2013 Winner: Error Rates for Nanopore Discrimination Among Cytosine Markers Along Individual DNA Strands

Project Information
Error Rates for Nanopore Discrimination Among Cytosine Markers Along Individual DNA Strands
Engineering
BME 195
A recent discovery from the Human Genome Project is that humans have significantly fewer genes than expected, numbering approximately 20,000. To make up for the low number, these genes have the capacity to be regulated, allowing cells to specialize despite carrying the same genetic information by turning on and off genes which are needed for its function. This specialization is made possible by markers placed on DNA bases that regulate the expression of the nearby gene. Current methods of detecting these markers require extensive chemical preparation which is costly, error prone, and only resolve if the DNA has been marked, and not which marker is present, which can be misleading because different markers can have opposite effects on the expression of genes. I have shown that the nanopore system can distinguish between no marker, a marker which lowers gene expression, and a marker which occasionally raises gene expression, without the need for any chemical preparation at all. By combining the signals produced from the nanopore setup with various machine learning algorithms, my work has shown that, based on the surrounding DNA context, error rates ranging from 1.8% to 12.3% are achieved in discrimination between the three possibilities on a single molecule of DNA. The paper containing these results is in progress, and expected to be submitted to the Journal of the American Chemical Society (JACS) within the month.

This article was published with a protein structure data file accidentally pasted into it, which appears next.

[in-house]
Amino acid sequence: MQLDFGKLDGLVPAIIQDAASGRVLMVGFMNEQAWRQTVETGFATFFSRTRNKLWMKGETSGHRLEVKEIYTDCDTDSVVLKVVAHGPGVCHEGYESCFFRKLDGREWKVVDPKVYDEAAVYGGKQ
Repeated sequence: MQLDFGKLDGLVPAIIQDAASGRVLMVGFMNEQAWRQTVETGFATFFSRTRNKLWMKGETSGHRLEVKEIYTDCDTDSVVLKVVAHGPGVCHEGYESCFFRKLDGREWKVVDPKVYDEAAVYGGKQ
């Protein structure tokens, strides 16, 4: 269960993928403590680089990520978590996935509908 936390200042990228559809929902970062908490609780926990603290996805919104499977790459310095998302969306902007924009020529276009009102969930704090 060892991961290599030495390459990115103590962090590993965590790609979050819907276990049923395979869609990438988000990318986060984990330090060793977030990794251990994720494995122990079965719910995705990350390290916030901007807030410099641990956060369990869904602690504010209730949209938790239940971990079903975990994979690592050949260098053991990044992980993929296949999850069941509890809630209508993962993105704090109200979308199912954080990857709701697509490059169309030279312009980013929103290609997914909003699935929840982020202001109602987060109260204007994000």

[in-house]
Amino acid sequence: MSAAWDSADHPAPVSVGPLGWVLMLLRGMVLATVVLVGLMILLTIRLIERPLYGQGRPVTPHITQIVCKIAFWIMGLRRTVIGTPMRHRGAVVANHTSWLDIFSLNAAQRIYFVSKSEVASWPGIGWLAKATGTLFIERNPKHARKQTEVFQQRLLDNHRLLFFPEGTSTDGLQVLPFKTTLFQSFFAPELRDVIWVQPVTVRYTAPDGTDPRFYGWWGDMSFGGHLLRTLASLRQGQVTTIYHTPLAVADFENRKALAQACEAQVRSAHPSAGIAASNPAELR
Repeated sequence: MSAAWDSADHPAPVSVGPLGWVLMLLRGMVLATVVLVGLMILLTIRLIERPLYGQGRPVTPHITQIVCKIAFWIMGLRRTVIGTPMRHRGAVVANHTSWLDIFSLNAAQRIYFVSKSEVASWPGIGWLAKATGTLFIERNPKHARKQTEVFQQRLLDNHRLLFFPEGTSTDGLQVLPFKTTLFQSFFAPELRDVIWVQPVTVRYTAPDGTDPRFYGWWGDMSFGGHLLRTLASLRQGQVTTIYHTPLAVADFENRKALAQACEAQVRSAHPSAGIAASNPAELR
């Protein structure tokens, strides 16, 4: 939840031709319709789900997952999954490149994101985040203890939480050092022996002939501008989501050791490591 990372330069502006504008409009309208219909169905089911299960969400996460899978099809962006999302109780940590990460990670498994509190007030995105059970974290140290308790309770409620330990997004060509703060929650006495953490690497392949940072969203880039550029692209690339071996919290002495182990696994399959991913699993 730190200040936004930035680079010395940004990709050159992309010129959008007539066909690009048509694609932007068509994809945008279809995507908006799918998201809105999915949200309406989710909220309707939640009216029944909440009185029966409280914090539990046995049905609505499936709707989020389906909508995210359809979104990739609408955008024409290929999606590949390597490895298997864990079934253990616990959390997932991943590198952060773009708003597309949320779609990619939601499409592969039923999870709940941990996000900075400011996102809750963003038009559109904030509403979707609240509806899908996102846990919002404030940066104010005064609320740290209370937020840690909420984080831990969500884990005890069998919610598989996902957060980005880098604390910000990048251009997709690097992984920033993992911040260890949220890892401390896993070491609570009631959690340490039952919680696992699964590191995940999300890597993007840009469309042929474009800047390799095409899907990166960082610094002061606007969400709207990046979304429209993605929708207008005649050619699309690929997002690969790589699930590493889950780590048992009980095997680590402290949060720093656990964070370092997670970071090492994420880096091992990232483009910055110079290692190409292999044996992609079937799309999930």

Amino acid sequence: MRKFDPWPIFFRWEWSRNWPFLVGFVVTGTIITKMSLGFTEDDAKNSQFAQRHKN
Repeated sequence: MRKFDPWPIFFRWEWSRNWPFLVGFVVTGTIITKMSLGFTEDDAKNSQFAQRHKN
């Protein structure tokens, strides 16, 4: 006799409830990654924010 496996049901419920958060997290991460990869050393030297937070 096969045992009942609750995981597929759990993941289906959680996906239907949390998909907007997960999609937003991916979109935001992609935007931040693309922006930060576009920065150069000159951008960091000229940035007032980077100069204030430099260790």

Students
  • Jacob Schreiber (Crown)
Mentors